In this link, Tyler Cowan of George Mason University is asked the following question:
You are an investor with $10 million planning to cash out in 20 years. A genie appears and offers to send you the price of one but only one asset 20 years from now to inform your investment decisions (a stock, currency pair, commodity, equity index, etc.). What do you want to know?
This simple question is actually quite an interesting thought experiment. Cowan states that he would look for “a price with some persistence, and which contains lots of information about other prices too.” He settles on the Shanghai Composite Index. It makes sense that an economist would provide this answer. China is poised to become the world’s largest economy and surely the performance of its major stock index should be a revealing indicator of many other asset prices as well.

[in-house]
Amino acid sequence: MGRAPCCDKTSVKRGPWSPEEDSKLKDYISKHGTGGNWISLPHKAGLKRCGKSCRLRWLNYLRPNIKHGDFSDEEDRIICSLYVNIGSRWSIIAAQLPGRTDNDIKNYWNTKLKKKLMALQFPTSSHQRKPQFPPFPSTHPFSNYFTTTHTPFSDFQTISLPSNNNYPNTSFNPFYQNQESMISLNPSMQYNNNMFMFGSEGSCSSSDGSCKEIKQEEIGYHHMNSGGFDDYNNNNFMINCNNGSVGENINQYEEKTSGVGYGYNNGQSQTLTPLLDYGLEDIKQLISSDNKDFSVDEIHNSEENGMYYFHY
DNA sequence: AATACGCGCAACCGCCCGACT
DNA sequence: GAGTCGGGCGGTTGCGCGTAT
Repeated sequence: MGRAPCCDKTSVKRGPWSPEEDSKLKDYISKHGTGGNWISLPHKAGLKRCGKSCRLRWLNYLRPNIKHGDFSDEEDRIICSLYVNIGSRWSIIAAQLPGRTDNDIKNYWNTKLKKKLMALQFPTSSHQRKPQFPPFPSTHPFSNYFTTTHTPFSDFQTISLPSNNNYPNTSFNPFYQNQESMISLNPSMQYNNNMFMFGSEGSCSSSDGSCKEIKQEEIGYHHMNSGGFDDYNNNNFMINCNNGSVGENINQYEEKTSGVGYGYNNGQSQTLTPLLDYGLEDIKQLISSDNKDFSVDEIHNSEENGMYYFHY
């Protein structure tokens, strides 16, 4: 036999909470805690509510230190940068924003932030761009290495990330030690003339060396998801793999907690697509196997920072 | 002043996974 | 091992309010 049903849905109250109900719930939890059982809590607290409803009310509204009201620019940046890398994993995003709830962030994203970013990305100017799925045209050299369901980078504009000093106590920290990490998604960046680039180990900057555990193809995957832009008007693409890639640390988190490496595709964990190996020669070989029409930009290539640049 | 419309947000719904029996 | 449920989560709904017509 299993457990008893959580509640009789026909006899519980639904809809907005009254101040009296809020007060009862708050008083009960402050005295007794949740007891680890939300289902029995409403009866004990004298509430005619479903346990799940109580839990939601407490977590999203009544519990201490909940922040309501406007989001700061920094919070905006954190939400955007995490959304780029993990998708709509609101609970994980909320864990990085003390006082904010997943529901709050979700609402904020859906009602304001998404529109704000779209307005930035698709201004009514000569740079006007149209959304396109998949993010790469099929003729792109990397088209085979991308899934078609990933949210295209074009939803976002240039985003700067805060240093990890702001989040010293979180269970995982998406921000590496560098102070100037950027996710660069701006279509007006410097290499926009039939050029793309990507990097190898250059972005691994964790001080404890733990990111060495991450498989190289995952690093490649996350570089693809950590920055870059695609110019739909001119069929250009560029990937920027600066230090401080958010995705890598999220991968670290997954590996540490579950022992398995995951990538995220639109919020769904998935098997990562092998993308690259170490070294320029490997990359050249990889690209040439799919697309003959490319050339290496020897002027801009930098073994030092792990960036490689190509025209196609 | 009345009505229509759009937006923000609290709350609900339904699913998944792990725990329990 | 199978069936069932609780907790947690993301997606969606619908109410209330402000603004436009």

Barry Ritholtz of Ritholtz Wealth Management addresses this question and argues that it is fundamentally inadequate.
He claims that discovering only one asset price is a flawed proposition, and that it cannot tell you where to definitively “park your money”.
Ritholtz is right. Asset prices are completely relative, and as wealth managers our mission should be to use comprehensive strategies that account for the fact that we cannot guess the future when managing client portfolios.
But sometimes you can ask and answer a question just for fun. So here I go: I would like to know the name and price of the stock with the largest weighting on the Shanghai Composite. Does that count?